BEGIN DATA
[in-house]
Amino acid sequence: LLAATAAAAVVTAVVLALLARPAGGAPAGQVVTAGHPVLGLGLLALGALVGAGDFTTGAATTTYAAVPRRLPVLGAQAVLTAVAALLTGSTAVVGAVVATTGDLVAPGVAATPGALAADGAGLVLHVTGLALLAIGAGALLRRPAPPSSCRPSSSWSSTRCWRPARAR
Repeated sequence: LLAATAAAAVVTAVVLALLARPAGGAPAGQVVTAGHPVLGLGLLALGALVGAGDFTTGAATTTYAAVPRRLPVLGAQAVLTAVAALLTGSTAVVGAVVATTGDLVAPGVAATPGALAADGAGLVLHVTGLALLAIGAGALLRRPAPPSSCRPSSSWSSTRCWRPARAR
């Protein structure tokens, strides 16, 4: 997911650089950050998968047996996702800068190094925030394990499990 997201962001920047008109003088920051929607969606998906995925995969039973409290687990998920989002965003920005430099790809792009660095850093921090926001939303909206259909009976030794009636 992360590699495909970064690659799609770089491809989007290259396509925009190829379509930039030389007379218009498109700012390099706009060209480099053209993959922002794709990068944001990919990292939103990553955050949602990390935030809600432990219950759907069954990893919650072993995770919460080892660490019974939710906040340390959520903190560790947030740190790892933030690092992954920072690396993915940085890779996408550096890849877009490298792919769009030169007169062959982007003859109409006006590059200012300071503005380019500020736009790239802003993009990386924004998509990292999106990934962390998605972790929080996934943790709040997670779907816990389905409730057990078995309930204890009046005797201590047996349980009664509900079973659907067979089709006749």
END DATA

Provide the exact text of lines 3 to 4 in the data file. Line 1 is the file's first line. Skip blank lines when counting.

Repeated sequence: LLAATAAAAVVTAVVLALLARPAGGAPAGQVVTAGHPVLGLGLLALGALVGAGDFTTGAATTTYAAVPRRLPVLGAQAVLTAVAALLTGSTAVVGAVVATTGDLVAPGVAATPGALAADGAGLVLHVTGLALLAIGAGALLRRPAPPSSCRPSSSWSSTRCWRPARAR
């Protein structure tokens, strides 16, 4: 997911650089950050998968047996996702800068190094925030394990499990 997201962001920047008109003088920051929607969606998906995925995969039973409290687990998920989002965003920005430099790809792009660095850093921090926001939303909206259909009976030794009636 992360590699495909970064690659799609770089491809989007290259396509925009190829379509930039030389007379218009498109700012390099706009060209480099053209993959922002794709990068944001990919990292939103990553955050949602990390935030809600432990219950759907069954990893919650072993995770919460080892660490019974939710906040340390959520903190560790947030740190790892933030690092992954920072690396993915940085890779996408550096890849877009490298792919769009030169007169062959982007003859109409006006590059200012300071503005380019500020736009790239802003993009990386924004998509990292999106990934962390998605972790929080996934943790709040997670779907816990389905409730057990078995309930204890009046005797201590047996349980009664509900079973659907067979089709006749």